Bare-Bones Drama

Fashionistas as femme fatale role models? Slim chance: Those waifs walking down the catwalk with their whisker-wobbly, wafer-thin poses look like they haven't come up against a roll in ages.

The fashion industry's thin obsession is perfumed with emetics and emergency rooms; "the look" has become a lethal weapon exploding in its own scrawny face — a fatal attraction, as evidenced by the recent death by starvation of Ana Carolina Reston just as Madrid fashion trendsetters declared that emaciated is oh-so "out."

Nicole Richie, eat your heart out; but, at least, eat.

In a country clamoring over the perils of obesity, are those suffering from eating disorders that lead to pursuits of skeletal skinniness being pushed out onto thin ice?

In Lauren Greenfield's frightfully compelling "Thin," airing next on HBO Dec. 30 — a teledocumented accompaniment to her same-titled book just published — she applies a CAT scan to the catwalk industry mentality pervasive beyond haute couture confines, following four girls/women as they try to walk down a hospital hallway without teetering on their thin and emaciated bones.

If being Vogue-like thin is in vogue, then these "Thin" stars are in trouble.

It would be fashionable to pin all the blame on the babblings that come from a design-centric bubbleworld, where unrealistic body images are fraught with unhealthy eating patterns, and air-kissing is just another example of models' fears of having anything touch their lips.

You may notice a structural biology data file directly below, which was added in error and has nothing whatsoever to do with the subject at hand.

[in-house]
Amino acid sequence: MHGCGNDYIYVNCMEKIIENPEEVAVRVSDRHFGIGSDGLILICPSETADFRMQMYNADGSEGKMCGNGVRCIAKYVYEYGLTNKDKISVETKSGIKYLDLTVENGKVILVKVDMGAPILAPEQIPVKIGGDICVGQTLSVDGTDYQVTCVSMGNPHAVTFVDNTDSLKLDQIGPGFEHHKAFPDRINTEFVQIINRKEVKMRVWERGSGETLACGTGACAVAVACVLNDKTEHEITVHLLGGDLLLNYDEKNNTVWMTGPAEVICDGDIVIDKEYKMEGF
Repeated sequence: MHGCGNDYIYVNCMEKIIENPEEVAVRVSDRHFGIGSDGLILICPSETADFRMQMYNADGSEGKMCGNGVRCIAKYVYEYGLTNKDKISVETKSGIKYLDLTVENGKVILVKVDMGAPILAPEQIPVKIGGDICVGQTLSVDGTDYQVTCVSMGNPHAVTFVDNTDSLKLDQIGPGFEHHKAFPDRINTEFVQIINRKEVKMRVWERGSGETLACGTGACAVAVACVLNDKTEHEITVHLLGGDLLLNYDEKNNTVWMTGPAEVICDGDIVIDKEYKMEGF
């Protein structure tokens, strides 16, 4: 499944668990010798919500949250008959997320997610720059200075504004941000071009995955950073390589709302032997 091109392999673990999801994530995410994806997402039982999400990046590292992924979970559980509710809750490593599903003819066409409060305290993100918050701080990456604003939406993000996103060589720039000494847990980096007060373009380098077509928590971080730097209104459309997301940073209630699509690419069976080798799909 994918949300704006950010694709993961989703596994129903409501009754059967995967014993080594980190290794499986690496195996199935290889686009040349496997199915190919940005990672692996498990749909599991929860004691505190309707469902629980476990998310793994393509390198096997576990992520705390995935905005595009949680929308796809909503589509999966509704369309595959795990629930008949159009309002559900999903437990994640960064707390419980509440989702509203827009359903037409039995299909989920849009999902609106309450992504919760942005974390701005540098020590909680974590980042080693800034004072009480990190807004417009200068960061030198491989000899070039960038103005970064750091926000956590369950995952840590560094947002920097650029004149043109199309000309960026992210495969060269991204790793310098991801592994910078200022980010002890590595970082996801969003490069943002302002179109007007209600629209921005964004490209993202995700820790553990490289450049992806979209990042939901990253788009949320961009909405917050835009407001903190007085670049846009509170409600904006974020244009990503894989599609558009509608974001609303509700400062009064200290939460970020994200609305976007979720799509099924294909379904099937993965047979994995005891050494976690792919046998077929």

But this obsession with thin is beyond skin deep, a reflection of brain chemistry gone awry. And "Thin" puts its weight behind the scientific statistics that bear this out.


Dabbing at desserts, slicing their tiny bits of beef with scalpel precision, staring at their plates — bone china with a better chance of surviving a crash than these bone-thin victims — as if they're filled with rations of rat poison, Brittany, 15; Shelly, 25; Alisa, 30; and Polly, 29, regale, report — but don't rejoice — in their obscenely harmful dietary skinny-dipping.

Buffeted by bulimia, purged of hope by insurance policies that run out at the wrong time, self-deluded and self-destructive, these four are a Jewish mother's worst nightmare: all skin and bones.

What's a mother to do? What's a family to do? Does it take a village — or a nation — to nurse this menacing mindset back to health?

An acclaimed photographer named one of the top 25 of influence by American Photo magazine, Greenfield may be making her directorial debut with "Thin," but she is far from green in the field.

Her photography of "Girl Culture," an exhibit and book, was the beginning of a body of work that would focus on women's self-body images. Among her shoots was one at the Renfrew Center in South Florida, where Greenfield later returned, camera in hand, to reel in the impact that anorexia, bulimia and other illnesses born of mental self-doubts serve to purge young women of their self-worth.

If there is a disturbing atonal soundtrack to this documentary, it is the dirge of self-destruction as patients face the bottom of the toilet bowl to inner screams only they can hear.

What Greenfield is hearing for her fine film work is applause and acclaim, from Sundance to sunny reviews its sobering focus is receiving.